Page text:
Tuesday, October 26, 2010
Pink Heart Picks - Butterfly Swords
How does it feel to be a trailblazer, Jeannie?
SO, buckle up as we talk about the book!
Maybe it was my frame of mind when I started reading but I wasn't quite as gripped as I expected. I think I felt that there was a certain amount of set up and action going on, but it didn't take long for that to change. You know what sticks out for me with this book? Pacing. The pacing was really well done. There was a lot of traveling - really this was one big old road trip for Ai Li and Rayam - but because of the changing situation and locations it didn't feel monotonous. In fact, each leg of the trip worked like a road map to the emotional conflict and romantic development as well as advancing the stakes in the plot - really great crafting IMO. And even though we reach a point where Ai Li and Rayam know they love each other, a happy ending is still very far away and I'm reading along trying to figure out how it's all going to work out and I HAVEN'T A CLUE.
You know what else was well paced? The sensuality and sexual relationship. And her descriptions were beautiful. Even in hard battle scenes or the heat of sex, Lin's writing is graceful. If you look at the components of the story, they seem very typically plotted. But the writing is individual and fresh and smooth so that you don't mind at all. I liked that.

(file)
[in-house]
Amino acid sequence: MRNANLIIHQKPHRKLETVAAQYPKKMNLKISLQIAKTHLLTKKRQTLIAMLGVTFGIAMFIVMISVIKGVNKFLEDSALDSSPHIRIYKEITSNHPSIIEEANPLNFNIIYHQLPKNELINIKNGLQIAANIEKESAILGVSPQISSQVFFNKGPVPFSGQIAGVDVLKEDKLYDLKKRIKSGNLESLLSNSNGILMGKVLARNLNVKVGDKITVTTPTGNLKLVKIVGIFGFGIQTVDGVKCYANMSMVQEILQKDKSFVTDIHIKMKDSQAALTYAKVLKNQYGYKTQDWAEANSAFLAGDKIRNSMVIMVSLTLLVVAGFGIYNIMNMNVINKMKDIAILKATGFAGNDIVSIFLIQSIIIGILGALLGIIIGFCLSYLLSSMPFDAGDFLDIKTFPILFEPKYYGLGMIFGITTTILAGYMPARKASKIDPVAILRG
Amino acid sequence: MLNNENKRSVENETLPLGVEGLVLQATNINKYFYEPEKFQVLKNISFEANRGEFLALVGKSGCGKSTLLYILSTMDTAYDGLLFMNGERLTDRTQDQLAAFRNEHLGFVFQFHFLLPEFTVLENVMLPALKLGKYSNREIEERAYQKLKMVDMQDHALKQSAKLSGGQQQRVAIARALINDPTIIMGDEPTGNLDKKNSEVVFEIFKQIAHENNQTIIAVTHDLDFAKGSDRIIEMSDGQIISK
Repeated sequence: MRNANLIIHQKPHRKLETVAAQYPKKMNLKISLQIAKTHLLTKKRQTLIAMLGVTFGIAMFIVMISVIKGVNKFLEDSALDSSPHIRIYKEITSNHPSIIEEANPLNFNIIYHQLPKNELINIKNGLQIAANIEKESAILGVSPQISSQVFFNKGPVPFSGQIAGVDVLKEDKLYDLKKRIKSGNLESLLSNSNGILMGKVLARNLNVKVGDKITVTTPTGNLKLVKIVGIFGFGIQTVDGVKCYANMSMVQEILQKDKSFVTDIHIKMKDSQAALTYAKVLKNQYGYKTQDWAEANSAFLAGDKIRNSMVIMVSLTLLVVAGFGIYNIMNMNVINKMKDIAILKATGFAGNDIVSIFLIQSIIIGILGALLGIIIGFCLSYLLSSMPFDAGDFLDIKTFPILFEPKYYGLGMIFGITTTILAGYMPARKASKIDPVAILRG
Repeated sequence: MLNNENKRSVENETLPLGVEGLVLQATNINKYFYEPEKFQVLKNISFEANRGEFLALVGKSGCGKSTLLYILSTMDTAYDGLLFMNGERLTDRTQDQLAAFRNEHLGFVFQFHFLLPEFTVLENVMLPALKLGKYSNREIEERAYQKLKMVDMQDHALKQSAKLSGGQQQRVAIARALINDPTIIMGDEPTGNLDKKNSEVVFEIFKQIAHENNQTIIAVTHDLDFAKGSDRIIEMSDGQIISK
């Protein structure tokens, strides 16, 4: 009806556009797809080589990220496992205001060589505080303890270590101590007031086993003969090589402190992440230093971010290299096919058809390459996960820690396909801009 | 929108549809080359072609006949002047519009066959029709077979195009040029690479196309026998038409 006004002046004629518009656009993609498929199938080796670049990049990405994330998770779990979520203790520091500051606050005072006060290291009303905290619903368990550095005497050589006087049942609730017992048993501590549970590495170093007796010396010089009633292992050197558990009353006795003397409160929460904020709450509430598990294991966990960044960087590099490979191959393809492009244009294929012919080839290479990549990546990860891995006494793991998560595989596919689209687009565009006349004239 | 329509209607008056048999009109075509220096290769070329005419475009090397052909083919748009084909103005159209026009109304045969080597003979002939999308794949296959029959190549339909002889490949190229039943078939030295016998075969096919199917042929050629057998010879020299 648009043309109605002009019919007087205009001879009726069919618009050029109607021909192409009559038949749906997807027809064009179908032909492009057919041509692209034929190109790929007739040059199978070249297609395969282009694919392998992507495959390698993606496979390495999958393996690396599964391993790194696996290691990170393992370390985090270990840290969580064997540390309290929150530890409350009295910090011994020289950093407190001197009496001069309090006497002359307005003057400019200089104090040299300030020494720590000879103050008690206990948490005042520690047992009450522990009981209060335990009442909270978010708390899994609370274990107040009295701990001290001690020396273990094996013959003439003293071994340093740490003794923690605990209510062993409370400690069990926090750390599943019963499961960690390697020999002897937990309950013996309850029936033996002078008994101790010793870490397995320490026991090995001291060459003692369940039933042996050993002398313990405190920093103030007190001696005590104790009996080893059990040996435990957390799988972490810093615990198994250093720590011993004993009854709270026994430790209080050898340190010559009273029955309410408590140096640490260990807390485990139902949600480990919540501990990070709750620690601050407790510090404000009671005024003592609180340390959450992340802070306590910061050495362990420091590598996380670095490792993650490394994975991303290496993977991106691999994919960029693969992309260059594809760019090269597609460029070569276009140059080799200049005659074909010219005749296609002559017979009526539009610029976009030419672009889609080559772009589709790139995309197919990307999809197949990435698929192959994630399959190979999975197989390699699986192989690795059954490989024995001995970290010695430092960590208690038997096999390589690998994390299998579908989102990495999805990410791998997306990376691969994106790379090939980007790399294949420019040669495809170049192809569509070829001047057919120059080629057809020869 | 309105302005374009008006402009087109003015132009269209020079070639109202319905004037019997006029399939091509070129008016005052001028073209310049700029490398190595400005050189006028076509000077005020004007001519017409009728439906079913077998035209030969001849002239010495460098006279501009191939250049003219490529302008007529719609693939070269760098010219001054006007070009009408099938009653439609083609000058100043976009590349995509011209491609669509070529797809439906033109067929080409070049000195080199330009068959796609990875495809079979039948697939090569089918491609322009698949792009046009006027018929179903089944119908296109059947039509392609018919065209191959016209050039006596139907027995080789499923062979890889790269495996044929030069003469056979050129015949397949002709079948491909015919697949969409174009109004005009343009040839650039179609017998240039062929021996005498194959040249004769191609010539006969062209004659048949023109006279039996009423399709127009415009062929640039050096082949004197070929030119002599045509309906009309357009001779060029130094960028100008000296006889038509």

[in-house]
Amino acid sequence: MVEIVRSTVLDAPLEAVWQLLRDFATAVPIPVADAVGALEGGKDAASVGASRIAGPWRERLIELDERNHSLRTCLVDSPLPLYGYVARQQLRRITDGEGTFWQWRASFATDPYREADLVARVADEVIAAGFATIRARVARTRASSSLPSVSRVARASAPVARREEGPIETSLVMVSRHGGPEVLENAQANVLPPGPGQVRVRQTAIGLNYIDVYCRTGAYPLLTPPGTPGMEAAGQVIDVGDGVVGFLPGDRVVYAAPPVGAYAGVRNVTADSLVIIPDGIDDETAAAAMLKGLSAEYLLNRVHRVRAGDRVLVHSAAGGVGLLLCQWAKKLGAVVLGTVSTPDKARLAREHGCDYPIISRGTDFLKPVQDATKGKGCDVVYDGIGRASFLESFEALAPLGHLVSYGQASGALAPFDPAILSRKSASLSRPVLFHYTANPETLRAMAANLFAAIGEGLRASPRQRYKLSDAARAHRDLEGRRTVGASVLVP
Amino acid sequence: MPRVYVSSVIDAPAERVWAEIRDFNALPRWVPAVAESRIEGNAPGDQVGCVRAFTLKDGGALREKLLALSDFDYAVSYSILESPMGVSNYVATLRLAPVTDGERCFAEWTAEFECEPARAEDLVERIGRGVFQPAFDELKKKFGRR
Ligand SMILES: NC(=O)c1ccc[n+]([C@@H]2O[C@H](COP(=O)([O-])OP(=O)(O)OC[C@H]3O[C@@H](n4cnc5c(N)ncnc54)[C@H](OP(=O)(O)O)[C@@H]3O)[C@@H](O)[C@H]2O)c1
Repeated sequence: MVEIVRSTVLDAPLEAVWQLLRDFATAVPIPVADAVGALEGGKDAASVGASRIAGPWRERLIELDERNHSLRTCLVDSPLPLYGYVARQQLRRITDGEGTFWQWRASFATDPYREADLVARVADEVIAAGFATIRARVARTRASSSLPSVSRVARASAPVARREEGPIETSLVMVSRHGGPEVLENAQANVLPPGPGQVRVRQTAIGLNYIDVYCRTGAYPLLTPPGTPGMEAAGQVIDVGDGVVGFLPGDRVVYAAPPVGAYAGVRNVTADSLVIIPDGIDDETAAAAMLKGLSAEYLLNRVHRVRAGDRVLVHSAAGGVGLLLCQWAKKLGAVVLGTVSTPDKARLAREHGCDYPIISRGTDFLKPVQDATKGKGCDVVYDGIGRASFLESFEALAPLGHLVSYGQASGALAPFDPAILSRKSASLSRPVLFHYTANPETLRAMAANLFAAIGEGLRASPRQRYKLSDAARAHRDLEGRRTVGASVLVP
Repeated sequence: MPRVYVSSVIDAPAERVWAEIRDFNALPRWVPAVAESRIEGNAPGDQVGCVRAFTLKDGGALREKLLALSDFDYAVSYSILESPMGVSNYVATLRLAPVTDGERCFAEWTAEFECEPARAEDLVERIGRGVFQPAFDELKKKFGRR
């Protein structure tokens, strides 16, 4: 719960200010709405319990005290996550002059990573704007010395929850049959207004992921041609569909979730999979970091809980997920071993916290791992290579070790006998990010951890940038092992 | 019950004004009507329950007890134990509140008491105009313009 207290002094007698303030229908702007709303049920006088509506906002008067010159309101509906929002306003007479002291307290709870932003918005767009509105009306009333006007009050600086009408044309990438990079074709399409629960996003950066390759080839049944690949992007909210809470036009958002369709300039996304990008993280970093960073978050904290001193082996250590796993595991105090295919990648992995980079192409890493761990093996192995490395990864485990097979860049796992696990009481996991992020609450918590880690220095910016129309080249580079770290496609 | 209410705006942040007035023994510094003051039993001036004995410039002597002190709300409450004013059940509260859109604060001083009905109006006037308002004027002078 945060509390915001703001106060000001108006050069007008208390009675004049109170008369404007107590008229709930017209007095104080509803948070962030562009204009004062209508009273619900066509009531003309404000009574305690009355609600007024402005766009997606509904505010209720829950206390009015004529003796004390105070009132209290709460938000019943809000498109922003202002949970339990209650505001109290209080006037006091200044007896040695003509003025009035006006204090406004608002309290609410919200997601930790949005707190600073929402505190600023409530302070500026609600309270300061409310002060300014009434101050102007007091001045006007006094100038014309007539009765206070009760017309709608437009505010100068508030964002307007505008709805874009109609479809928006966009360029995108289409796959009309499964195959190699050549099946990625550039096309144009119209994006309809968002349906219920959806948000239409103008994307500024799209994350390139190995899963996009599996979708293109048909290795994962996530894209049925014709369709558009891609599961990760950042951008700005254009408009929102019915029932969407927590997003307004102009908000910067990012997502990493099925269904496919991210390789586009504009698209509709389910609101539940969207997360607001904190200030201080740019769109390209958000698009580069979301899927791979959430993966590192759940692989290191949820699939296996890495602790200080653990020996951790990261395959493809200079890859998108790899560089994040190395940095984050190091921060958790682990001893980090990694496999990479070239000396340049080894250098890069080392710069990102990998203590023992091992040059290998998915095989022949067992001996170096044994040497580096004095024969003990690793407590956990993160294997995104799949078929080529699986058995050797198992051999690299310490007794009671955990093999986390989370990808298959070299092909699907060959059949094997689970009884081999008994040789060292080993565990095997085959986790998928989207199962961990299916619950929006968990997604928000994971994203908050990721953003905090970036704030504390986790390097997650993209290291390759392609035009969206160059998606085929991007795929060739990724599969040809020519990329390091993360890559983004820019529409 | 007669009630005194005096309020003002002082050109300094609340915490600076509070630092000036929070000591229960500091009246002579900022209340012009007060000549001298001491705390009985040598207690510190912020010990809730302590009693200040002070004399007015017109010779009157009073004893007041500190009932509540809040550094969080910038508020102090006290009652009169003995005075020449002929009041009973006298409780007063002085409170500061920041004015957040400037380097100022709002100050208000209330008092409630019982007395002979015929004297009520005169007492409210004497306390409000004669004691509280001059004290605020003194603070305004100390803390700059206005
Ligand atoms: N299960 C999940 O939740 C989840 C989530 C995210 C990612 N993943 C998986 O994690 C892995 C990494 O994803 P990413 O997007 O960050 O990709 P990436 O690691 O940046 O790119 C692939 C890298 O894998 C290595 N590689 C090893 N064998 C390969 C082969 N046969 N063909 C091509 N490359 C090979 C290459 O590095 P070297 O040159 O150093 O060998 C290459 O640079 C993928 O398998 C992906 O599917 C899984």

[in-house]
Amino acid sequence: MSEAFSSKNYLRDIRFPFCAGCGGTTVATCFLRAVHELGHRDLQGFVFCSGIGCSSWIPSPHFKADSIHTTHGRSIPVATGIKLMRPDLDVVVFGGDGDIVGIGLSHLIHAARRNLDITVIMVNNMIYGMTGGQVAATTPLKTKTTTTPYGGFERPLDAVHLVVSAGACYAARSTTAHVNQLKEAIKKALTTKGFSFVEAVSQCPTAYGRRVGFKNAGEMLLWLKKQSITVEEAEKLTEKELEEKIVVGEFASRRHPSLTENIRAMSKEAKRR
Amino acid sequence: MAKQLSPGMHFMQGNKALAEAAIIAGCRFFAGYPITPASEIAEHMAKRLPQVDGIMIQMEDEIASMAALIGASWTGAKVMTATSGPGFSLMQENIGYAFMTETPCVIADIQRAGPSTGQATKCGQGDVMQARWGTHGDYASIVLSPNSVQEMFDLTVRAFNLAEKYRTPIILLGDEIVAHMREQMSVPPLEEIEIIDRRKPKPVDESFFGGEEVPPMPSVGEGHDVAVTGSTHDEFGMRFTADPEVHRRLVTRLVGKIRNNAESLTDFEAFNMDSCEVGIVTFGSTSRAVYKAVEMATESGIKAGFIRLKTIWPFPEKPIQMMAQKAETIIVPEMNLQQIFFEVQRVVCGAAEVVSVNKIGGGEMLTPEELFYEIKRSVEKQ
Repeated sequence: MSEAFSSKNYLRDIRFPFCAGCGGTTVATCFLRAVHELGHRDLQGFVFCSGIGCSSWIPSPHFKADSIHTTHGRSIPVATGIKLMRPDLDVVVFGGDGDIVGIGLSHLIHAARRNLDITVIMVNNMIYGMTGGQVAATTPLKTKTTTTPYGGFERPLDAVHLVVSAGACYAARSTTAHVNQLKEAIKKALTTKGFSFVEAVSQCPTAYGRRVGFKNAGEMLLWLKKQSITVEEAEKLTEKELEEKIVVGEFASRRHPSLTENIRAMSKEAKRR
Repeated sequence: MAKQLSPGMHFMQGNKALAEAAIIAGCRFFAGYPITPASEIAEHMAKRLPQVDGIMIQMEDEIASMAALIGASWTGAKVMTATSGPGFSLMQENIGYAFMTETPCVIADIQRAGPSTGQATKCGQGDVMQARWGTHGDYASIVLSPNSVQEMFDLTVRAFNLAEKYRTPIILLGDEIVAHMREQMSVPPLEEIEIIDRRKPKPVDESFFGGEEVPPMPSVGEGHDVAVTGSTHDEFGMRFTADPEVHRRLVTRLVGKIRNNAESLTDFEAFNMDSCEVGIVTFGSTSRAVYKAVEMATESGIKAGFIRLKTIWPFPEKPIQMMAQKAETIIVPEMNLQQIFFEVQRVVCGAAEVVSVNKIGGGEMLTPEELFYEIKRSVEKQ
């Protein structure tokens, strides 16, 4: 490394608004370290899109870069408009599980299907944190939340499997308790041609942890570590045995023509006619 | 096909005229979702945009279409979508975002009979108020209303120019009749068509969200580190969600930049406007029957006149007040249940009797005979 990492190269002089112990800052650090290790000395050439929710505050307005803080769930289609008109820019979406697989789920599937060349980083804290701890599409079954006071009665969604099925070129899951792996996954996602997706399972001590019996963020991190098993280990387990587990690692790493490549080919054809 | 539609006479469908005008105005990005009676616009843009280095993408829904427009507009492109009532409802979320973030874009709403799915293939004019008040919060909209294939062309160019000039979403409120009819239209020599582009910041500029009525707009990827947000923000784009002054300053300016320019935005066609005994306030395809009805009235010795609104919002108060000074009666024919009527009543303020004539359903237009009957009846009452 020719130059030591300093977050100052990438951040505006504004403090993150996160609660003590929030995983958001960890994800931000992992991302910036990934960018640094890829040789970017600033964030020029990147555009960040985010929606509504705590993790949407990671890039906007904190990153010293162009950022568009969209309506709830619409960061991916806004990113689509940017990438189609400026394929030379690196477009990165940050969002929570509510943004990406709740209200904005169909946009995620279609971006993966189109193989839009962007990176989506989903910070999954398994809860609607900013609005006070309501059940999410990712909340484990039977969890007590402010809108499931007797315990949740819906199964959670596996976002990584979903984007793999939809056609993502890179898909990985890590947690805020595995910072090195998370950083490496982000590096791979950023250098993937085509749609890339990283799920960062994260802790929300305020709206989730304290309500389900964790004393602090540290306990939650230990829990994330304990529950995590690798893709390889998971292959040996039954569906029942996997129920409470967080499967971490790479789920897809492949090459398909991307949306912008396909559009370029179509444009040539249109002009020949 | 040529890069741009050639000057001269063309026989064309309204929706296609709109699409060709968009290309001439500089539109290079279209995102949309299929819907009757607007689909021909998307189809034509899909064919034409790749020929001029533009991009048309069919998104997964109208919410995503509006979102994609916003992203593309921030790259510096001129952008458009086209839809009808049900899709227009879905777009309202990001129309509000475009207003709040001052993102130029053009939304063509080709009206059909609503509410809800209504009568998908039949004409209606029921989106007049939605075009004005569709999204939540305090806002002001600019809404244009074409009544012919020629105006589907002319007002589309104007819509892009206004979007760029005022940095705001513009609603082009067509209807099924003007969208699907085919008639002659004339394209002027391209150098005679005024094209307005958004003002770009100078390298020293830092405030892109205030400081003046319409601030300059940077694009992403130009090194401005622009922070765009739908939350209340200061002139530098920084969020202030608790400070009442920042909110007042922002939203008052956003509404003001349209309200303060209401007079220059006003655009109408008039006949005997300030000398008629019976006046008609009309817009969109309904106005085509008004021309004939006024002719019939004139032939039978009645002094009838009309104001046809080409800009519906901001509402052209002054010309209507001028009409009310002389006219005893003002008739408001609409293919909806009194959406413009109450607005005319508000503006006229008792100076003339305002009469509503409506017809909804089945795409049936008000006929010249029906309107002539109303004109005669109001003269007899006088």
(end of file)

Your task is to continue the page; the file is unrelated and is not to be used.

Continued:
I did have a few thoughts about the ending. It felt a little rushed. I would have liked to have understood exactly why her father acted as he did, and more about why he suddenly seemed to change his mind. And I would have liked for her to have had her swords at the end. They play such a pivotal role throughout. In Rayam's final battle, when he realizes how he should be fighting, I really wanted a mention of the touch reflex thing. The scene in the beginning where she blindfolds him to demonstrate touch reflex in battle is beautiful. Then it's repeated when they first make love - a lovely way to explain their reactions to each other that stood out as particularly well crafted. It was nearly there in the ending and just needed more of an overt reference.
There are moments of levity, too, and my favourite humorous part was when Ryam and Ai Li's brother Huang are drinking. Huang says "She chose you. You can't be so bad. Do you know there is a tradition of lucky devils in our family? Our grandfather won himself the most beautiful bride in the province. And he was nearly as ugly as you are." I laughed out loud! There is some wonderful word play between the characters and an awareness in the differences of language without it being awkward or clunky. There were so many things that Jeannie did well in the construction of this book! And the true test - the more I think about it, the more I like it. It's a book with resonance.
This is a lovely story in an unusual setting with a fantastic balance of suspense, action, and romance. If you haven't read it, you should!
So on to next month's pick!
We continue on with our exploration of Harlequin lines with a Kimani Romance, PLEASURE FOR TWO by Pamela Yaye! I hope you'll come back and join us on November 30 to chat about the book and see what our final pick of the year is!